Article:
Is it irony? Or sarcasm? Anyway, first let me point out that Helmond translates to 'hell mouth'. Funny, eh? Of course that's not the actual meaning of the name. Actually Helmond must be one of the ugliest cities of this province, but it's also one of only a few with a real castle in its centre. Which is one advantage it has over Eindhoven. This castle was built starting in ca. 1400. With its square ground-plan and its four corner towers it is probably the archetypal medieval castle. Today it serves as a museum. Shame about the highway that practically runs next to it and which divides the centre in two. Without it Helmond would be a much nicer place.
Updated Dec 16, 2003
The Vatican of the north! Not one, but TWO copies of the St. Peter's church in Rome. A seminary, monasteries, convents. If there's one place that evidences catholic megalomania of the 19th century, this is it. Today's Oudenbosch is not a very picturesque place, there are too many modern buildings, but it has a few impressive sights. I made a seperate page about this place with more info.
Updated Nov 28, 2003
St. Michielsgestel has a few nice old buildings, but the most interesting is probably this tower, which is all that remains of the medieval St. Michael's church. This tower dates from the 15th century and is in Campine Gothic style. The church itself was demolished in 1836.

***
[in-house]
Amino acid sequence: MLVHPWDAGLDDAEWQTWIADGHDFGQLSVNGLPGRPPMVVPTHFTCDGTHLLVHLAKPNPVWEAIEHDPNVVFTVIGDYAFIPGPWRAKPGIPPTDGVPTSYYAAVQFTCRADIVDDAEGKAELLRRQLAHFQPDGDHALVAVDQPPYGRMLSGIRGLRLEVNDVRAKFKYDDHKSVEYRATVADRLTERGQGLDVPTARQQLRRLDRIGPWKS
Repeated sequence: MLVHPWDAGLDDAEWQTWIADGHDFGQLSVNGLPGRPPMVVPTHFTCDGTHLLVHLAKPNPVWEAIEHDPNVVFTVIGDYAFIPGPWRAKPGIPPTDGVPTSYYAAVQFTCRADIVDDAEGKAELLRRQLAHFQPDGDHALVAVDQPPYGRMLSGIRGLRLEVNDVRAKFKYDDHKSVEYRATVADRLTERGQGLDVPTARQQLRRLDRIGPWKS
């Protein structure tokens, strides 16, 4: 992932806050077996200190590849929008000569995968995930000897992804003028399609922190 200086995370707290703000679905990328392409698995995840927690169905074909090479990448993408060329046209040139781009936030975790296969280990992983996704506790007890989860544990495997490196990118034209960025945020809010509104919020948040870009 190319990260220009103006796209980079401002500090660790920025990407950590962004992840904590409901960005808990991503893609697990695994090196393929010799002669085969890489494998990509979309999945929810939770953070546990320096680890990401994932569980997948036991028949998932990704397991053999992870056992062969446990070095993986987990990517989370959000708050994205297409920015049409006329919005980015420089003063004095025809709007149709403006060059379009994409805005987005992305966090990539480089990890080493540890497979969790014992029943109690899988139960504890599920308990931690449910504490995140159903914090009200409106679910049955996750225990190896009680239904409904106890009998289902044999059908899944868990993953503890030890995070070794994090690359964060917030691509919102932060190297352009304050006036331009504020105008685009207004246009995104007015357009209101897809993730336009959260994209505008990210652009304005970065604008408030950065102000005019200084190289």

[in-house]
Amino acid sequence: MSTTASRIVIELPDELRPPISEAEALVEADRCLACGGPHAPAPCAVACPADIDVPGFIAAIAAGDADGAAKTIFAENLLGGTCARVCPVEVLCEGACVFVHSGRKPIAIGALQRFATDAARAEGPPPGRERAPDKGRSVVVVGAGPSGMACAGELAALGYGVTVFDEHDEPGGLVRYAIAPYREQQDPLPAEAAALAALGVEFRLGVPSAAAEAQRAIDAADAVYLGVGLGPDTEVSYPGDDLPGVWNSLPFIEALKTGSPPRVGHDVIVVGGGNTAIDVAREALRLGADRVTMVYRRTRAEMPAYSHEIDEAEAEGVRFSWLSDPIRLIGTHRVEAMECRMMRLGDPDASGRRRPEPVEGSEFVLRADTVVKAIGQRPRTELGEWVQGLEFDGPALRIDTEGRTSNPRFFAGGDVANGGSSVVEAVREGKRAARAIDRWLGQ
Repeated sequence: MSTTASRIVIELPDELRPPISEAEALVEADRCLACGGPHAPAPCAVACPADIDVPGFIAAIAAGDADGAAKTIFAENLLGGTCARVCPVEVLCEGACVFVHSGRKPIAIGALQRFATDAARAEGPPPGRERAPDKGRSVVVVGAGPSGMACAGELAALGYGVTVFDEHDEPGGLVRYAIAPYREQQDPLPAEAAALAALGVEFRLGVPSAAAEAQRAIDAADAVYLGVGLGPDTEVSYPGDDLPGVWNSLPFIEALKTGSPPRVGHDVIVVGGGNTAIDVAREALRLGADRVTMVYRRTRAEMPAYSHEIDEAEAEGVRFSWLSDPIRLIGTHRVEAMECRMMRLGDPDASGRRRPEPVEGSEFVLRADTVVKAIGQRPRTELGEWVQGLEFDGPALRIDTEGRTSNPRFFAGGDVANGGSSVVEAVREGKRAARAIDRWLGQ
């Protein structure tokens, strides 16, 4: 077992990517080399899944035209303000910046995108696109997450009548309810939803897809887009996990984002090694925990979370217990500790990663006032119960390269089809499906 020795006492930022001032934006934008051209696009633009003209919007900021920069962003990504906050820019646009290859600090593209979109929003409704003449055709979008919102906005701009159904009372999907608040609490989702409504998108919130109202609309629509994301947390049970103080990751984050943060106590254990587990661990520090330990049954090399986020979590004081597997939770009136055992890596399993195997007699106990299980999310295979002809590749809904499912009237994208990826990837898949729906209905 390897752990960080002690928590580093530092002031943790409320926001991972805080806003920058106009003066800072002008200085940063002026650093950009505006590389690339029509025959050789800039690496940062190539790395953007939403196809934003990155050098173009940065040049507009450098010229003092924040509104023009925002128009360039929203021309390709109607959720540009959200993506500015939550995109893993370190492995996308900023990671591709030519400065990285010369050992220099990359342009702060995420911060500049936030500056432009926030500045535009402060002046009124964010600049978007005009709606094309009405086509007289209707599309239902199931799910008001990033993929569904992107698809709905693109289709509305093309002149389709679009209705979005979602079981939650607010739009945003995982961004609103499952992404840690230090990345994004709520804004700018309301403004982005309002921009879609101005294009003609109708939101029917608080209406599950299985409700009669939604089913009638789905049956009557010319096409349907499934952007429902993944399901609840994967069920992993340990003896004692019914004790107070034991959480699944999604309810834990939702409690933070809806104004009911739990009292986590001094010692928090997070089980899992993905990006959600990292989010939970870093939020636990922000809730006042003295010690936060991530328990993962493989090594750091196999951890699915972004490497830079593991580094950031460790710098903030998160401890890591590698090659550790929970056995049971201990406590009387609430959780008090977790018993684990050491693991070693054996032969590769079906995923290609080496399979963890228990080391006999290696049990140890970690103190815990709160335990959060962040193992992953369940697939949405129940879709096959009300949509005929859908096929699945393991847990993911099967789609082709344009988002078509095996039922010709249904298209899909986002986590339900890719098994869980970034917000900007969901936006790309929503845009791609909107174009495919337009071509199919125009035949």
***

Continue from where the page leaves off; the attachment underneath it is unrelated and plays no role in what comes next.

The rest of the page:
Updated Nov 28, 2003
Waalre has a peculiar old church. When in 1925 a new church was built the old one quickly fell into decay.
In 1940 the building finally was restored. During the work people discovered that the church wasn't the Gothic building they thought it was. The remains of a Romanesque nave were discovered and it was partly reconstructed in its old form. The higher originally Gothic western trave and the tower were preserved as they were while some 19th-century additions were demolished, resulting in this strange and rather artificial combination. The church was restored to a state in which it never had been before. Today it is used as a chapel to commemorate the fallen soldiers from this province.
Updated Nov 28, 2003
Golden Tulip Hotel Central Den Bosch
1 Review and 65 Opinions If the restaurant/tearoom is anything to judge by, this should be an excellent hotel. No, I didn't...